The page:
In June, officials from the General Conference (GC) and the North American Division (NAD) began their Tour and Ministry Showcase of the Pacific Union Conference (PUC). The first stop of the tour was in the Southern California Conference (SCC), featuring a presentation by El Monte Vietnamese church. Here, our visitors saw a preview of how the local conference accomplishes its mission to “exalt Christ by serving others.”
Simply put by NAD Executive Secretary Alexander Bryant, the purpose of this showcase is to visit different conferences to see how they do ministry.
GC Secretary G.T. Ng introduced representatives of the 12 divisions, representing 200 countries and 21 million Adventists worldwide. Each representative briefly shared their role, duties, and the ministry projects they are involved with in their respective divisions. One such ministry from the GC included VividFaith’s soon-to-launch app, which would continue to connect people with service opportunities all over the world.
SCC President Velino A. Salazar spoke of the history of SCC as a diverse territory, noting many of the first churches that organized in the territory, from the first church in 1879 to the first Mongolian group in the United States formed in SCC last year.
“Our strength and our treasure is our diversity,” said Salazar, emphasizing SCC’s mission. “Our feet are planted here, but our hearts and minds are global.”
Salazar then highlighted several churches that are taking innovative approaches to be more relevant in this diverse society, including Vallejo Drive, Breath of Life, Gardena Genesis, Los Angeles Central Korean, Tehachapi, Philadelphian, Los Angeles Cantonese, and, of course, El Monte Vietnamese church.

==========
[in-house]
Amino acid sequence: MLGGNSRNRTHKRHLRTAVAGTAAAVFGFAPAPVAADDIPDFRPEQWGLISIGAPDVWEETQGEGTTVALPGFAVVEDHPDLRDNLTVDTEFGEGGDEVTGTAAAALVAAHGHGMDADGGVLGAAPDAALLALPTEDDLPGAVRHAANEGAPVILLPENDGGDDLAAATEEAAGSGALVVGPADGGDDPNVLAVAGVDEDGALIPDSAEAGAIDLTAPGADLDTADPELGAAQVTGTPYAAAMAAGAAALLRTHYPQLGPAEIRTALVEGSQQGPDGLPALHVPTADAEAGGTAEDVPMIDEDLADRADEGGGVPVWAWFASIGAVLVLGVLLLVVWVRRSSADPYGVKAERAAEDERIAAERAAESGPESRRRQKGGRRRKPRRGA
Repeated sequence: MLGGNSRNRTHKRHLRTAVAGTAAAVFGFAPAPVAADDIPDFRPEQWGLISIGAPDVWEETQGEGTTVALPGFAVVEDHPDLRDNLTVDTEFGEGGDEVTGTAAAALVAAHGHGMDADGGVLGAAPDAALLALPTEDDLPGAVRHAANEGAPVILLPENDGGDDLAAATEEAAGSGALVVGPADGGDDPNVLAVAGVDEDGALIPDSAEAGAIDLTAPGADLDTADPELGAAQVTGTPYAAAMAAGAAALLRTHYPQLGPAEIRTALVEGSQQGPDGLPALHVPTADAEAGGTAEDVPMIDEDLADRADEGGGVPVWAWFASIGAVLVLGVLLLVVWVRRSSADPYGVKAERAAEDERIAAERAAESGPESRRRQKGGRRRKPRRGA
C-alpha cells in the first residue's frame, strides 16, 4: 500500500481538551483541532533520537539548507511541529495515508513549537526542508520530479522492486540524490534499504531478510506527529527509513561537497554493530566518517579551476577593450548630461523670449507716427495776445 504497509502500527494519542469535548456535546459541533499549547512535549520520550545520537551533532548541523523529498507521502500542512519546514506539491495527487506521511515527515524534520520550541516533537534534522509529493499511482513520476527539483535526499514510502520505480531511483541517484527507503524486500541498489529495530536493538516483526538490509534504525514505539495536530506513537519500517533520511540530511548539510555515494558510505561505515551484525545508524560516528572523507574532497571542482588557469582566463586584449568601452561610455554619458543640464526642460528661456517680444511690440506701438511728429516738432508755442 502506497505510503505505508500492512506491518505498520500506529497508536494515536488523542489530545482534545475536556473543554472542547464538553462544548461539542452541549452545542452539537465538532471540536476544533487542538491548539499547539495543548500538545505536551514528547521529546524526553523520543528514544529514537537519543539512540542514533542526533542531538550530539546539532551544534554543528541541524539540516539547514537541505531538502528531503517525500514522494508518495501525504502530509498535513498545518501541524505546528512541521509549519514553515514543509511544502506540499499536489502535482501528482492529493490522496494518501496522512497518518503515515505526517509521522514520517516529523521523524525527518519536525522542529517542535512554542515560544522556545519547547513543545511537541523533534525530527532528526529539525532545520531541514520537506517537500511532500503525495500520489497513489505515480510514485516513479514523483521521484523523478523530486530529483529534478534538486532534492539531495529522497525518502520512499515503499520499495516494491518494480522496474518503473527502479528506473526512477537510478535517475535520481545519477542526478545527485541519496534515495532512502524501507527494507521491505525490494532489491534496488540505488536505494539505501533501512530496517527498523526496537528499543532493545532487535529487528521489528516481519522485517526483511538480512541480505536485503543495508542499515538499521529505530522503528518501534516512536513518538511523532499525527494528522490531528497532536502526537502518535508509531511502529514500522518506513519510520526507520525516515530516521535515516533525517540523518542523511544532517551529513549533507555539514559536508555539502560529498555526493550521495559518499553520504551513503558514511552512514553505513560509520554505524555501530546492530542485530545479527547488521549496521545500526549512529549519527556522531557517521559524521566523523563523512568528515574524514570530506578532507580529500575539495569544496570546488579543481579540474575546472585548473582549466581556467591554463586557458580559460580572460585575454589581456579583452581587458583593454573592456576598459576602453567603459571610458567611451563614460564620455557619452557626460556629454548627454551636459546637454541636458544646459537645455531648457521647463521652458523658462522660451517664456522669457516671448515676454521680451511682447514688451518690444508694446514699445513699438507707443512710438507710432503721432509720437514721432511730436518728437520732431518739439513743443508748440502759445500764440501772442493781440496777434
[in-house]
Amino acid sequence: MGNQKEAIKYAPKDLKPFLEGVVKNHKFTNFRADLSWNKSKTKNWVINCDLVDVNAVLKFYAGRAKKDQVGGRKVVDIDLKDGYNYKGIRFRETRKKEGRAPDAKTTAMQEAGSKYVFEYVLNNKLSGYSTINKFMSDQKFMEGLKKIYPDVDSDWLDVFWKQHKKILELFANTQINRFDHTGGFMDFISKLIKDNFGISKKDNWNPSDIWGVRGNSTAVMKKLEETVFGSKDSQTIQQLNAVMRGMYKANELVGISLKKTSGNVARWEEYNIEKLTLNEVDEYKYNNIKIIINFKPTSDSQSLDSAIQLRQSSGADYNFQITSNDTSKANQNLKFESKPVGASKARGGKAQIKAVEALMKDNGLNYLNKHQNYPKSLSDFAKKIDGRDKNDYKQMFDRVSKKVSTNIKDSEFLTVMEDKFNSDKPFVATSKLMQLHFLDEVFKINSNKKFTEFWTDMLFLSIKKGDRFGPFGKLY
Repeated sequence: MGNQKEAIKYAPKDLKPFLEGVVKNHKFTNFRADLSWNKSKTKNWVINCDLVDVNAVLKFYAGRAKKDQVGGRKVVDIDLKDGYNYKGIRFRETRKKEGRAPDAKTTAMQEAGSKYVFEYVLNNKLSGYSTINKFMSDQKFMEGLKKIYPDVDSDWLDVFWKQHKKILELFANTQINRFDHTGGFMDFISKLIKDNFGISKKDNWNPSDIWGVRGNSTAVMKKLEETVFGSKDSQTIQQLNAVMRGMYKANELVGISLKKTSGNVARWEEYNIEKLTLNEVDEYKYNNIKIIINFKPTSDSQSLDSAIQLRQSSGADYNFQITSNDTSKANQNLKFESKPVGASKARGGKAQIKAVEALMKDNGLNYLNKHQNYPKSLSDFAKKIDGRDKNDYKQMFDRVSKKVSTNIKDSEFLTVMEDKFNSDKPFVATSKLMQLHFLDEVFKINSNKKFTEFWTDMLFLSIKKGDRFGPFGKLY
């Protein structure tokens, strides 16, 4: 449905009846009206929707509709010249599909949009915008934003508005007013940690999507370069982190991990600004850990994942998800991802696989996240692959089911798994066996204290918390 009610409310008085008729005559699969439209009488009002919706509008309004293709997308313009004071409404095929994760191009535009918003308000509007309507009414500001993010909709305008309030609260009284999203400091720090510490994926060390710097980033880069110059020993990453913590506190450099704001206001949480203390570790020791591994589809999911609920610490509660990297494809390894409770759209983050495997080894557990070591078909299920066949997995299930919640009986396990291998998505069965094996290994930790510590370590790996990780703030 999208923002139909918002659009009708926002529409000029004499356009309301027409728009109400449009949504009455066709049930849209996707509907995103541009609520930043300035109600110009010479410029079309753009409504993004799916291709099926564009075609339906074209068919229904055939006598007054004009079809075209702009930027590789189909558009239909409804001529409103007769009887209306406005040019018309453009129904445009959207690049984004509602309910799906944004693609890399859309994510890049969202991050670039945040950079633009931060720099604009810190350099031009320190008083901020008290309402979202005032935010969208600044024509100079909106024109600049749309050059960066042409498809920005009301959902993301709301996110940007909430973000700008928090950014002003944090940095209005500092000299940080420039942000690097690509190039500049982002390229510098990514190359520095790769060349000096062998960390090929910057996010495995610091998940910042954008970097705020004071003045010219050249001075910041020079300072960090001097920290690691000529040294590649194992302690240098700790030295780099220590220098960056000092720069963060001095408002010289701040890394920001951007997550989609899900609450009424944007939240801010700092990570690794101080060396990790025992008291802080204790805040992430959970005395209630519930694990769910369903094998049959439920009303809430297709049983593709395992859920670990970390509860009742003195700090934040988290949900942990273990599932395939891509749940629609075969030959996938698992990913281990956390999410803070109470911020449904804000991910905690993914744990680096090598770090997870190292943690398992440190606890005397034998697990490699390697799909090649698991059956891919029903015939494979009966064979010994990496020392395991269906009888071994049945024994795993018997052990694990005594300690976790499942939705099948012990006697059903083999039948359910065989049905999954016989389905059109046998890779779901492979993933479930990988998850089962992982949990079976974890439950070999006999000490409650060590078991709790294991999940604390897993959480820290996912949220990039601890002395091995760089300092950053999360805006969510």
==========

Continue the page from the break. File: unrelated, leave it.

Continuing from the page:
“It is my honor to serve,” said Vinh Nguyen, pastor at El Monte Vietnamese church. “But most of all, it is important to understand how the immigrant church works in this territory.”
Throughout the presentation, guests were able to experience Vietnamese culture through food, music, and dance. Nguyen shared how, through God’s grace, the church has had a large impact on the community by opening its doors seven days a week. El Monte Vietnamese church hosts the Vietnamese Adventist Heritage School, where 100 students participate in a tutoring program from Monday through Friday and a language school on Sunday. Students are presented with the gospel along with their academic learning. “When we reach the children,” said Nguyen, “we reach the whole family.”
Participants were then invited to tour the campus to see the various ways El Monte Vietnamese church engages with its community for the advancement of God’s kingdom.
At the end of the tour, officials gathered with church members in the sanctuary to pray over the church and its leaders. Ng compared the work of El Monte Vietnamese church to that of a local conference, noting the countless ministries in the church: media, printing, Sabbath school, children, language, and many others. Of 150 active members, about half are involved in ministry volunteer positions.
El Monte Vietnamese church is just one of many to carry on the mission of the world church in a diverse community in this small West Coast territory.
“We are not alike; we are as diverse as our many cultures, languages, and worship styles,” said Salazar. “We are a family, and we are happy.”